make NOISE=

which will override the redirection and allow the latex output to go to the console.

If the make hangs during the test cases check to see if it occurs while trying to run graphics. If Axiom does not have permission from the X server to open a window then it will hang. Try 'xhost +'

FAQ 4: noweb needs to be rebuilt

The first time noweb is built a dummy file called noweb is written into the top level directory. If this file is removed noweb will be rebuilt. The following sequence should work:

rm noweb
make noweb

FAQ 5: lisp needs to be rebuilt

The first time lisp is built a dummy file called gcldir is written into the top level directory. If this file is removed lisp will be rebuilt. The following sequence should work:

rm lsp/gcldir

FAQ 6: The interpreter is badly broken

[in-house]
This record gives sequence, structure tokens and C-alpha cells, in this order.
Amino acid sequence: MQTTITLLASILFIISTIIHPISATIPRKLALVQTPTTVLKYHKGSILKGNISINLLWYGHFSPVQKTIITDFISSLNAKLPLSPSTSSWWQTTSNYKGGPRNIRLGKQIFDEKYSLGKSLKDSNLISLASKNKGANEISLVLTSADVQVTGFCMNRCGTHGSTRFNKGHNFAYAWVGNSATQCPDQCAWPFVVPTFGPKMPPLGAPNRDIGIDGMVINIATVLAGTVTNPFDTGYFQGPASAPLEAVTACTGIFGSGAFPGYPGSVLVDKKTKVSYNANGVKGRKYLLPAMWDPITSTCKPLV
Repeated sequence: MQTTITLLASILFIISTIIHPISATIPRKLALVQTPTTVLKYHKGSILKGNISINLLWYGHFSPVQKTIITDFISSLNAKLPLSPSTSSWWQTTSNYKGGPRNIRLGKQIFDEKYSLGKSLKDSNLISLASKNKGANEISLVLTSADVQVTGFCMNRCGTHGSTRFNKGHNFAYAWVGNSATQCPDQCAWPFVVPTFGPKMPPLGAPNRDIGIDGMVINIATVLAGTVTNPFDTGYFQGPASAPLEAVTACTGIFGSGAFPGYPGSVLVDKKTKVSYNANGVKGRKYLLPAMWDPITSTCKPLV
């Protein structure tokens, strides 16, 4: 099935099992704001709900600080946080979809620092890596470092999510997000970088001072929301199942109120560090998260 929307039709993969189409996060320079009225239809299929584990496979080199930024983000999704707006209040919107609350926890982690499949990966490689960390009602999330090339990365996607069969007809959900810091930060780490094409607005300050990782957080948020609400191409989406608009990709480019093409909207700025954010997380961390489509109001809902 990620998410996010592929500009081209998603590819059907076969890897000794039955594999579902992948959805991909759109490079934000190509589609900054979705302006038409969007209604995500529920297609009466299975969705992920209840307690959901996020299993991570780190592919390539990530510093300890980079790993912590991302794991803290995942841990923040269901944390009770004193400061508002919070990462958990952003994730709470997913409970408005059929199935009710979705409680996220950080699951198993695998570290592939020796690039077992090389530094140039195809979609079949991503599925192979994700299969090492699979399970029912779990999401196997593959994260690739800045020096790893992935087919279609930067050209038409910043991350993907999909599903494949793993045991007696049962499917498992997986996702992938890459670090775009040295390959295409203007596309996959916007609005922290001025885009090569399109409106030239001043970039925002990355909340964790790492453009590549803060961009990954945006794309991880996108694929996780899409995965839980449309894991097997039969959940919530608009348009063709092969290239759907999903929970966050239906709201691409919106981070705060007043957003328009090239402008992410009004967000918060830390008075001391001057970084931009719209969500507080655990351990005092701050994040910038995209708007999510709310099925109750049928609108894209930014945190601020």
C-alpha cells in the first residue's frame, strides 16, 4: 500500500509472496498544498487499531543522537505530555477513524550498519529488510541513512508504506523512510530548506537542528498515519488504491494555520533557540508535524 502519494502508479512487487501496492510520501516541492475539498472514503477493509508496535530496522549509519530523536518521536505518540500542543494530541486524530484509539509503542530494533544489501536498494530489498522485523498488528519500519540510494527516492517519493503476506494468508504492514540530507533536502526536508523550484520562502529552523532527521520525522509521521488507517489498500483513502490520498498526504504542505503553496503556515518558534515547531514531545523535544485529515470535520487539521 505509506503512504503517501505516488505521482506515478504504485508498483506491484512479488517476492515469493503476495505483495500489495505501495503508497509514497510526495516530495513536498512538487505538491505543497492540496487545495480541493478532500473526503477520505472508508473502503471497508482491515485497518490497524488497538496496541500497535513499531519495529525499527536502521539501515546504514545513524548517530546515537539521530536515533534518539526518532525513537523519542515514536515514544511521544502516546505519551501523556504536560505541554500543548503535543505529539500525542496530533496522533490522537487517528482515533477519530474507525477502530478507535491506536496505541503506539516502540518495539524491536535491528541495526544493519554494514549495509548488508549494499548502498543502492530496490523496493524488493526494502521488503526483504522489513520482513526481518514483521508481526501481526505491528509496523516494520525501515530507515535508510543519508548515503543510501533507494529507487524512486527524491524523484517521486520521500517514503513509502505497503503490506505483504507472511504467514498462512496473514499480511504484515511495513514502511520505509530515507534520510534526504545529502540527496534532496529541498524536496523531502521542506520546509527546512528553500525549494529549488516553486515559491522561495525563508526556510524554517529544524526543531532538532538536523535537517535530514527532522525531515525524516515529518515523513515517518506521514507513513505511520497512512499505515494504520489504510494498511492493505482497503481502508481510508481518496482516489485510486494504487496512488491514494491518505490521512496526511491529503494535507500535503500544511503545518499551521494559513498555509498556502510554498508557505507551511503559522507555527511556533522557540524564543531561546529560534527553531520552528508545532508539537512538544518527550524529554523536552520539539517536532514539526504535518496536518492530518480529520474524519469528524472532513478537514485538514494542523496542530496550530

If you look in src/interp/Makefile.pamphlet you'll see a stanza that is marked debugsys. You can add ${DEBUGSYS} to the "all" stanza, make the system and run debugsys. This is a copy of the interpsys image except that all of the files are interpreted. Note that you will have to edit src/interp/debugsys.lisp.pamphlet. Read the comments there. At this point you are able to do deep system internal debugging (which pretty much assumes you know how to navigate the underground caves in the dark without fear of dragons. If you can play the game at this level send axiom-developer at nongnu.org a note and we'll inscribe your name on a log and throw it on the fire. :-)

The basic steps, which assumes that your axiom sources live under tmp/axiom